A day after the flash PMI (early June 23 in Tokyo), Japan reports its May CPI figures. Tokyo's May CPI has already been released, and it was unchanged at 1.9%. Energy and prepared foods accounted for 1.6 percentage points and have a higher weighting in the national CPI basket. Japan's headline CPI stood at 2.5% in April, and the core measure, which the BOJ targets, excludes fresh food, rose 2.1%. As BOJ Governor Kuroda reiterated last week, he distrusts that inflation is sustainable. Team Transitory, as it were, is alive and well in Tokyo. Excluding fresh food and energy, Japan's CPI is 0.8% above a year ago levels. Prime Minister Kishida's fiscal program offers a gasoline subsidy. It may be worth 0.3%-0.5% on headline CPI by late Q3.

The UK reports May CPI figures on June 22. Of course, there is headline risk, but in terms of policy, the implication is minor. The Bank of England does not meet until August 4. This month's inflation will be reported on July 20 and will have more weight on the decision. The Bank of England warns that as the cap on gas prices increases in October, headline CPI could reach 11%. The market may be more sensitive to the retail sales report a couple of days later. After rebounding in April, the British consumer is being forced to slow down. Retail sales, with and without gasoline/diesel, likely fell for the third time in the past four months.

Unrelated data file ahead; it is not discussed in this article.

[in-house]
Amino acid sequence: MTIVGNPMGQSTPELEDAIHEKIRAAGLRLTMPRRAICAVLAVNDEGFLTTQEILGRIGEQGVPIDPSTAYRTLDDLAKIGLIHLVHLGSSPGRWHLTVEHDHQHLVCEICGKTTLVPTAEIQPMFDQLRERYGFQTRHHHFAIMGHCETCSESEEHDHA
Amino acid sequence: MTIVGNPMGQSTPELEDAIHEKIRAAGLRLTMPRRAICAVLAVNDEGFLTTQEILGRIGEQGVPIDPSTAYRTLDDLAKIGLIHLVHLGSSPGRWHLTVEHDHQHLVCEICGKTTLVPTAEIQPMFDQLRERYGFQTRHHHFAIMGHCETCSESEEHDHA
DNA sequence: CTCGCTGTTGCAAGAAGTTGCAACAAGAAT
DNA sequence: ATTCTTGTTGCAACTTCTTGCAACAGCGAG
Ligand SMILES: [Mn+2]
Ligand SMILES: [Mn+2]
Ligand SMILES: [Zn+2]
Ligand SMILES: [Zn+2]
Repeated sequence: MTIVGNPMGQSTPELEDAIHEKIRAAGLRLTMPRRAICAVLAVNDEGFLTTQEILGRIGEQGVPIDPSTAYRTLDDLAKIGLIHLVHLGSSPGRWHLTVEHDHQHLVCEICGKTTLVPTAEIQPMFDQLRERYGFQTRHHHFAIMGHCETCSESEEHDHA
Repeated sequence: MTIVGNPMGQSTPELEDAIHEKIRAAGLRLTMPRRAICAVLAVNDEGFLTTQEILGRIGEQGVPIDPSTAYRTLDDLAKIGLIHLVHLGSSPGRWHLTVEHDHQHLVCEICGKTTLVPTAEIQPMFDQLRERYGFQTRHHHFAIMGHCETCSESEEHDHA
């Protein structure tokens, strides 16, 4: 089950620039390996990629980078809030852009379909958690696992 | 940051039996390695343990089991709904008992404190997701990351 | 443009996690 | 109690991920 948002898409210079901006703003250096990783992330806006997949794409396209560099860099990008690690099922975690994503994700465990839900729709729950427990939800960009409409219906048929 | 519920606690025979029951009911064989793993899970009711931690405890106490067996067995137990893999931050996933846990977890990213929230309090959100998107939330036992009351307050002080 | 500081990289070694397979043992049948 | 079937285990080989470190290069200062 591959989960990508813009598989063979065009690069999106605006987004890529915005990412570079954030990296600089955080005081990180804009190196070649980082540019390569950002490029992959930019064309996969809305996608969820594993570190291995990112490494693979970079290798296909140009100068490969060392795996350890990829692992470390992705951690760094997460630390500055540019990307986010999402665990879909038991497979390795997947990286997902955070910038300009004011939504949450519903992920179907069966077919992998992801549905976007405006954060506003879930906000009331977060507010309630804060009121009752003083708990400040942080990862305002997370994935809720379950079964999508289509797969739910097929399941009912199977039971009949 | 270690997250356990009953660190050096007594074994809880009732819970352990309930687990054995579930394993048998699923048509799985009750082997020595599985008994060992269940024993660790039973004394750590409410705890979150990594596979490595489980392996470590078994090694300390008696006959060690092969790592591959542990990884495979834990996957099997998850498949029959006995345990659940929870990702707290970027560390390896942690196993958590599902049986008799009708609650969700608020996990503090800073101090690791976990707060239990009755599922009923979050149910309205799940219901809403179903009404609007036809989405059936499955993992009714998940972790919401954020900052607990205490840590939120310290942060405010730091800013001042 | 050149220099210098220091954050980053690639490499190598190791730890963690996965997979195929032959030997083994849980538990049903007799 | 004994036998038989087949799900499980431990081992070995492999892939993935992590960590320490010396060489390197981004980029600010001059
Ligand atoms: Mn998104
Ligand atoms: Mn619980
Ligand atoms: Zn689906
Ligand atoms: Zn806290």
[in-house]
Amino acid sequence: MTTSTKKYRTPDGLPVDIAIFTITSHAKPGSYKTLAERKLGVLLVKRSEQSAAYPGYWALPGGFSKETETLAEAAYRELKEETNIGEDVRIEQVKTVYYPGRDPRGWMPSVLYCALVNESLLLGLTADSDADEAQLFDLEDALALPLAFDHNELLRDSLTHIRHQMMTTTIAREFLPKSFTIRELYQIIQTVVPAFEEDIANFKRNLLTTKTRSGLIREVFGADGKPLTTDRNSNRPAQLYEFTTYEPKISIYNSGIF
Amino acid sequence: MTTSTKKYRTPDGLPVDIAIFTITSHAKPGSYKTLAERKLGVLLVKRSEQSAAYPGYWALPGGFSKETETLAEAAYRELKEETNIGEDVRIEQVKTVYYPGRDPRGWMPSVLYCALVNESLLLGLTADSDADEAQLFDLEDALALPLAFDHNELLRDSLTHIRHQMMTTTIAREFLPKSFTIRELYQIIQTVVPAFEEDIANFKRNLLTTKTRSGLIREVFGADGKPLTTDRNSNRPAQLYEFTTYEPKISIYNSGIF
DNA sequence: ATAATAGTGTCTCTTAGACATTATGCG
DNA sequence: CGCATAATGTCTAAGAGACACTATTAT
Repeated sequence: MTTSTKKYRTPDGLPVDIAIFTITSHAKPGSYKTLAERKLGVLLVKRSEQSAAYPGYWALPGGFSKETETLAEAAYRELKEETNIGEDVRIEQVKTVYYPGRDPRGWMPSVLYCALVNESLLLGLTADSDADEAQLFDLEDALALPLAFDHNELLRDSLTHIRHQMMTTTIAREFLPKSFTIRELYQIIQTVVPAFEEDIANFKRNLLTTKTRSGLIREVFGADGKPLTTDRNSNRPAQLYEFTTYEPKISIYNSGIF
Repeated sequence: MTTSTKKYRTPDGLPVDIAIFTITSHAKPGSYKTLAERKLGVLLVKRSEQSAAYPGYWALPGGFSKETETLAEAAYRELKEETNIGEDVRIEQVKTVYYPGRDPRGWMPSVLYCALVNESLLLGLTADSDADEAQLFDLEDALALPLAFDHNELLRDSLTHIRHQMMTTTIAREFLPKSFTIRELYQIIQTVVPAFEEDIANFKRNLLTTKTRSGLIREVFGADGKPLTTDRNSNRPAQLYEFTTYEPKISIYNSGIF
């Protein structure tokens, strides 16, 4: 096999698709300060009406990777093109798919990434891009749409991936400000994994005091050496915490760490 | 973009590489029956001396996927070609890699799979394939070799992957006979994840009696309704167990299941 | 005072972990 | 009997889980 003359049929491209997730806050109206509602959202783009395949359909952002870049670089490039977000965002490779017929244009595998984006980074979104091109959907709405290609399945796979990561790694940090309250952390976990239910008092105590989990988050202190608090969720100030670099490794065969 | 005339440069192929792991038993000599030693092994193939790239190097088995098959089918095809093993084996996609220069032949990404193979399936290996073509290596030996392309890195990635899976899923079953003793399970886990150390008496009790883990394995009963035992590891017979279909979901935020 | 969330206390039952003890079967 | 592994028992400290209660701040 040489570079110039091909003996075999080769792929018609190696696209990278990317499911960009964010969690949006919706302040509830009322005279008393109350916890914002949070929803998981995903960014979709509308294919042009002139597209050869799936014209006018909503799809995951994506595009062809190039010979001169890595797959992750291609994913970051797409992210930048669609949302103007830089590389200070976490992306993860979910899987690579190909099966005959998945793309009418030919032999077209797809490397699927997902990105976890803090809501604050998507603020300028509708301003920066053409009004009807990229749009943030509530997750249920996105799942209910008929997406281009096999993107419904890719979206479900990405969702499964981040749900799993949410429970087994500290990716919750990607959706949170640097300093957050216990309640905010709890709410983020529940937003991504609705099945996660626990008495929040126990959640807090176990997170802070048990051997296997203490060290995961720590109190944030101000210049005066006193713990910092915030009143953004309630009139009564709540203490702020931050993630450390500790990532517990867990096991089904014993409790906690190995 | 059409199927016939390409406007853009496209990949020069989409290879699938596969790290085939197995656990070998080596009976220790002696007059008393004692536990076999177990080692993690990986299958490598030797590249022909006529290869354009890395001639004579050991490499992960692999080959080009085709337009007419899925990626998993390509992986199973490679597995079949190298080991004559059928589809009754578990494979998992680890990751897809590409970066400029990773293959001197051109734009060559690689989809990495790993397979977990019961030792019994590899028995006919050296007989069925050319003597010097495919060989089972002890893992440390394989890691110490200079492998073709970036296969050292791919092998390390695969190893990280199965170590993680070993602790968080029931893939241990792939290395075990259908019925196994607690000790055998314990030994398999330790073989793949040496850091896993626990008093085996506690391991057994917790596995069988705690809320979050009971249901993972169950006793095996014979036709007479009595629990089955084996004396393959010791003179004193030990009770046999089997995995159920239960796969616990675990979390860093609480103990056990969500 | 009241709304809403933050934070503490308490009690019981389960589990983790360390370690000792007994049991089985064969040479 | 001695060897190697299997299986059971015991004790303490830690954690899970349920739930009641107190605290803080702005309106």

Canada reports its April retail sales and May CPI. Recall that retail sales jumped 3.5% in January (after falling 1.4% in December 2021) and have since struggled, rising 0.2% in February and flat in January. Canada is widely seen as the fastest growing G7 country this year, and May's job growth was well above expectations. Headline inflation was at the cyclical high of 6.8% in May, and the Bank of Canada expects it to fall to 5.3% at the end of this year, which is not independent of what it does. Still, the risk is that Canadian inflation has not peaked. The Bank of Canada next meets on July 13. The swaps market has about a 50% chance that the central bank will deliver a 75 bp hike instead of 50 bp as it has done earlier this month and in April. The peak is now seen around 4%, which is about 100 bp higher than at the end of last month.